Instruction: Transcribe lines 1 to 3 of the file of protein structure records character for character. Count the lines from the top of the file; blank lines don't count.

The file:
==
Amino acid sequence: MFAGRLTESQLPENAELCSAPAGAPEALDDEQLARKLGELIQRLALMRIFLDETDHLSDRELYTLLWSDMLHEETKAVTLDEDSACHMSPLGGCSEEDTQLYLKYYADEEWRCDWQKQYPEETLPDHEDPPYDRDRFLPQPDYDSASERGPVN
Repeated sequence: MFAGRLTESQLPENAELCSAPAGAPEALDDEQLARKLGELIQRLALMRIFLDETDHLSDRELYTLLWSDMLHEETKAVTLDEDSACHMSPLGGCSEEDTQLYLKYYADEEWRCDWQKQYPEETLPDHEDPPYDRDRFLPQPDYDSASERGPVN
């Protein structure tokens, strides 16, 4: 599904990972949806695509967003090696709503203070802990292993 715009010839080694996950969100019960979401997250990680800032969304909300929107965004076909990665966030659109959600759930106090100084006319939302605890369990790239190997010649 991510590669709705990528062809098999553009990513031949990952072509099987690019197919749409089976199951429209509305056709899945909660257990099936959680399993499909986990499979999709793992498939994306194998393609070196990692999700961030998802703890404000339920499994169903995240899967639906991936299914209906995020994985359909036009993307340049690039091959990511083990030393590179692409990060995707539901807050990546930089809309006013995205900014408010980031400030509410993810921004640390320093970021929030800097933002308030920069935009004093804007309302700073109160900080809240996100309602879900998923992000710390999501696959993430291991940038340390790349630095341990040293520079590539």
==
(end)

Amino acid sequence: MFAGRLTESQLPENAELCSAPAGAPEALDDEQLARKLGELIQRLALMRIFLDETDHLSDRELYTLLWSDMLHEETKAVTLDEDSACHMSPLGGCSEEDTQLYLKYYADEEWRCDWQKQYPEETLPDHEDPPYDRDRFLPQPDYDSASERGPVN
Repeated sequence: MFAGRLTESQLPENAELCSAPAGAPEALDDEQLARKLGELIQRLALMRIFLDETDHLSDRELYTLLWSDMLHEETKAVTLDEDSACHMSPLGGCSEEDTQLYLKYYADEEWRCDWQKQYPEETLPDHEDPPYDRDRFLPQPDYDSASERGPVN
């Protein structure tokens, strides 16, 4: 599904990972949806695509967003090696709503203070802990292993 715009010839080694996950969100019960979401997250990680800032969304909300929107965004076909990665966030659109959600759930106090100084006319939302605890369990790239190997010649 991510590669709705990528062809098999553009990513031949990952072509099987690019197919749409089976199951429209509305056709899945909660257990099936959680399993499909986990499979999709793992498939994306194998393609070196990692999700961030998802703890404000339920499994169903995240899967639906991936299914209906995020994985359909036009993307340049690039091959990511083990030393590179692409990060995707539901807050990546930089809309006013995205900014408010980031400030509410993810921004640390320093970021929030800097933002308030920069935009004093804007309302700073109160900080809240996100309602879900998923992000710390999501696959993430291991940038340390790349630095341990040293520079590539």